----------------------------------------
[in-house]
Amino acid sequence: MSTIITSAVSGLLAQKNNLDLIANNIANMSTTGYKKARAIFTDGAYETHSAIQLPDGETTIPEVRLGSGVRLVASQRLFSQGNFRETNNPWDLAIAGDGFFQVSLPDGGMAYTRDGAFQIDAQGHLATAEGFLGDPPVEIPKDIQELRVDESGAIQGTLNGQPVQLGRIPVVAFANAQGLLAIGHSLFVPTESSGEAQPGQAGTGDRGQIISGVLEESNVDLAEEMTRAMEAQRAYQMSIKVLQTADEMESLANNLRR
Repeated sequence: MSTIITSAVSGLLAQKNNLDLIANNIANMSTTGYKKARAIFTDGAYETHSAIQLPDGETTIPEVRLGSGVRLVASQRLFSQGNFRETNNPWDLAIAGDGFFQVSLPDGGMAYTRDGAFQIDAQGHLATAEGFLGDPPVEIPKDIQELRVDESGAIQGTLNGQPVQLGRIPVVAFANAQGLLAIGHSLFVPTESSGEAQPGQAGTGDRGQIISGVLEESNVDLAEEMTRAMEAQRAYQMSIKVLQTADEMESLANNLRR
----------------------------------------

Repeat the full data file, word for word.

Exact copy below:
[in-house]
Amino acid sequence: MSTIITSAVSGLLAQKNNLDLIANNIANMSTTGYKKARAIFTDGAYETHSAIQLPDGETTIPEVRLGSGVRLVASQRLFSQGNFRETNNPWDLAIAGDGFFQVSLPDGGMAYTRDGAFQIDAQGHLATAEGFLGDPPVEIPKDIQELRVDESGAIQGTLNGQPVQLGRIPVVAFANAQGLLAIGHSLFVPTESSGEAQPGQAGTGDRGQIISGVLEESNVDLAEEMTRAMEAQRAYQMSIKVLQTADEMESLANNLRR
Repeated sequence: MSTIITSAVSGLLAQKNNLDLIANNIANMSTTGYKKARAIFTDGAYETHSAIQLPDGETTIPEVRLGSGVRLVASQRLFSQGNFRETNNPWDLAIAGDGFFQVSLPDGGMAYTRDGAFQIDAQGHLATAEGFLGDPPVEIPKDIQELRVDESGAIQGTLNGQPVQLGRIPVVAFANAQGLLAIGHSLFVPTESSGEAQPGQAGTGDRGQIISGVLEESNVDLAEEMTRAMEAQRAYQMSIKVLQTADEMESLANNLRR